December 28, 2020
Hi folks, this is VMNH Administrator of Science Ben Williams! Last Monday, I joined several of my VMNH colleagues for our annual Christmas bird count. This eastern bluebird (Sialia sialis) is just one of 50 different species we spotted, and today through Friday, all of my nature posts will feature my favorite birds that I photographed during the count!
So what exactly is the Christmas bird count? According to VMNH Curator Emeritus of Geology and Walking Bird Encyclopedia Dr. Jim Beard, back in the 1800s and earlier, there used to be a very strange American tradition: on the day after Christmas, people would go out and shoot as many birds as they could find. Fortunately, about a century ago, The Audubon Society proposed a much better idea: what if instead of shooting birds, people just, you know, LOOKED at them and then wrote down what they saw? Thankfully, the idea caught on and the Christmas bird count was born!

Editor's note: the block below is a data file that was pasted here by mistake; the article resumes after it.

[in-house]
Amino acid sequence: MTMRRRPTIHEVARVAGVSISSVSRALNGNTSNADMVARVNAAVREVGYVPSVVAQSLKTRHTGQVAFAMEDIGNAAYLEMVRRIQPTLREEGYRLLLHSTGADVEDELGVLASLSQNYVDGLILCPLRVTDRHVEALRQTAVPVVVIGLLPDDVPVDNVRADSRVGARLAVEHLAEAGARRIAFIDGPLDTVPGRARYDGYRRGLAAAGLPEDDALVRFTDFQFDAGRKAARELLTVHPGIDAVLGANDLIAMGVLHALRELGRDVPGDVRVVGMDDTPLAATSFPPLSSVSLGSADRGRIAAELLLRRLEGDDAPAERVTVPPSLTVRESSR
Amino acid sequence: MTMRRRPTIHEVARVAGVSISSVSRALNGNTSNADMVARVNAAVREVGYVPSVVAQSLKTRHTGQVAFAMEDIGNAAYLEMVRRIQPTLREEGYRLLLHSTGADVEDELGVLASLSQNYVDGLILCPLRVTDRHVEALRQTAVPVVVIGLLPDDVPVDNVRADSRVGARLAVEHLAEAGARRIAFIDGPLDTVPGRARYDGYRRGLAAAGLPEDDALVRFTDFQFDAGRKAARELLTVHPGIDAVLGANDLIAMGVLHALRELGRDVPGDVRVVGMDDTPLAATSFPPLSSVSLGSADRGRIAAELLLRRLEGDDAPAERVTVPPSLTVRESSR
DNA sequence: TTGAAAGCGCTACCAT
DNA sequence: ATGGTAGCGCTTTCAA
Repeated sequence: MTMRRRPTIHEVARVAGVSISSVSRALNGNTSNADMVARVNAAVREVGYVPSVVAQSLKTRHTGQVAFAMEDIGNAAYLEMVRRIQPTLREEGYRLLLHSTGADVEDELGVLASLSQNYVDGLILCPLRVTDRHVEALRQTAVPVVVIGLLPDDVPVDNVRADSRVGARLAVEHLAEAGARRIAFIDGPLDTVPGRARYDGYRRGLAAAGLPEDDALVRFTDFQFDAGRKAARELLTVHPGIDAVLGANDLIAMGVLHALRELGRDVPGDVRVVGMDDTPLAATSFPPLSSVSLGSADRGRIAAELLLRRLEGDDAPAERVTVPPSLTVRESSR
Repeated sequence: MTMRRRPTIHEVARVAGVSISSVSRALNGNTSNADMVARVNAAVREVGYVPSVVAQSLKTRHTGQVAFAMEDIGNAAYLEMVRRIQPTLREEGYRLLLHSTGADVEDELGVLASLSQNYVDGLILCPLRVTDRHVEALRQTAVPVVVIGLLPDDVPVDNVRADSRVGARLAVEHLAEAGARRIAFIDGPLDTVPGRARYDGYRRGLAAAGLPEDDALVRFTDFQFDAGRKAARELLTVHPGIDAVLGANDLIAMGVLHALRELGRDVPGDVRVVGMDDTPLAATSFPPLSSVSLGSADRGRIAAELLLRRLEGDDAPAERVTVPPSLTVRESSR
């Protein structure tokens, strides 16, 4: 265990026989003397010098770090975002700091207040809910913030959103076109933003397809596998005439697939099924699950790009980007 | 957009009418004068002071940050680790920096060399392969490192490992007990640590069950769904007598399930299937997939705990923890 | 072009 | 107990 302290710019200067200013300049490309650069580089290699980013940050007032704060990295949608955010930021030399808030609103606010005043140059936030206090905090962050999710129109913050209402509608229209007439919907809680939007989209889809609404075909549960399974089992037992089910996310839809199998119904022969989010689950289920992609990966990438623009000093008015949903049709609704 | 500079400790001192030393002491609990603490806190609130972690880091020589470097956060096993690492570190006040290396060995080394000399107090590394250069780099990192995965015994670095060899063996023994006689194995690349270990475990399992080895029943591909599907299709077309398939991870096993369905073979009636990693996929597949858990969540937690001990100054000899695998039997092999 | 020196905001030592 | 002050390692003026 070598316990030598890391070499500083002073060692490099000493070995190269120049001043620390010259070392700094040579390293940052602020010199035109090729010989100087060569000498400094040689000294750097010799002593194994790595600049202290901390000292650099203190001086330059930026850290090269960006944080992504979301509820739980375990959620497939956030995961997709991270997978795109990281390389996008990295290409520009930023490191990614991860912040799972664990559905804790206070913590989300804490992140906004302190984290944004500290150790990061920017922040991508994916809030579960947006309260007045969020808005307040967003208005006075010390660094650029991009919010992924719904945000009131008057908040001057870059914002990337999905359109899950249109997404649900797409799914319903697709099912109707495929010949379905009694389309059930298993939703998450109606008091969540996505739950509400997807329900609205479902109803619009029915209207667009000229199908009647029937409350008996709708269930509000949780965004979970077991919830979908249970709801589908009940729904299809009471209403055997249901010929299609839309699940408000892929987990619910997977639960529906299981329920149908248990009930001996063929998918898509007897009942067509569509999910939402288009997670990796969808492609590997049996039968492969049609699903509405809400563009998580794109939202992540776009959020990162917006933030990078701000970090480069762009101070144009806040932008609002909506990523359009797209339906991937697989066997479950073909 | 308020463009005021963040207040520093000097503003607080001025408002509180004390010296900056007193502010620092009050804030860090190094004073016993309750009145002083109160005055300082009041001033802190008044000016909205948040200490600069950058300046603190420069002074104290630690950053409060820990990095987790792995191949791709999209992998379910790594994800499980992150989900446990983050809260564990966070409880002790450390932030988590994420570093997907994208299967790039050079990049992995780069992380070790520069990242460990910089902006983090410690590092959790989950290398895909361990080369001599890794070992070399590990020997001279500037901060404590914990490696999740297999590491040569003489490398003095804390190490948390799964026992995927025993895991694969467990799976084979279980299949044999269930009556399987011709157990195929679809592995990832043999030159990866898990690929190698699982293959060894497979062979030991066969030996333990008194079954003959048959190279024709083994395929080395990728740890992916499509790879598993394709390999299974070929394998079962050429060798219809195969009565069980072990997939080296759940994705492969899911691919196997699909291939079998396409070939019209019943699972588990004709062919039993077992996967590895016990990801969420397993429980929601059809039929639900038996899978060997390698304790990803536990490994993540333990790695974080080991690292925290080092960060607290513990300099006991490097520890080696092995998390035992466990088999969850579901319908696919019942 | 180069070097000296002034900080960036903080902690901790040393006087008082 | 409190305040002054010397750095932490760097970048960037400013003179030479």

Dr. Beard conducted official Audubon bird counts back in the 1990s, but these eventually tapered off; the counts were resumed in 2014, and while no count was conducted in 2015, they have taken place every year since. I've been fortunate to join the museum crew on all of the recent bird counts, and it's always a highlight of my holiday season (my bird identification skills are terrible, but I like to think I provide moral support and comic relief).
As mentioned, we spotted 50 different species of birds on Monday, Dec. 21, all of which were found between 7 a.m. and 4 p.m. within about a 15 mile radius of the city of Martinsville. Over the course of the week, I'll highlight my five favorite birds I was able to photograph, all of which have never before been featured in these daily nature posts. I hope you enjoy!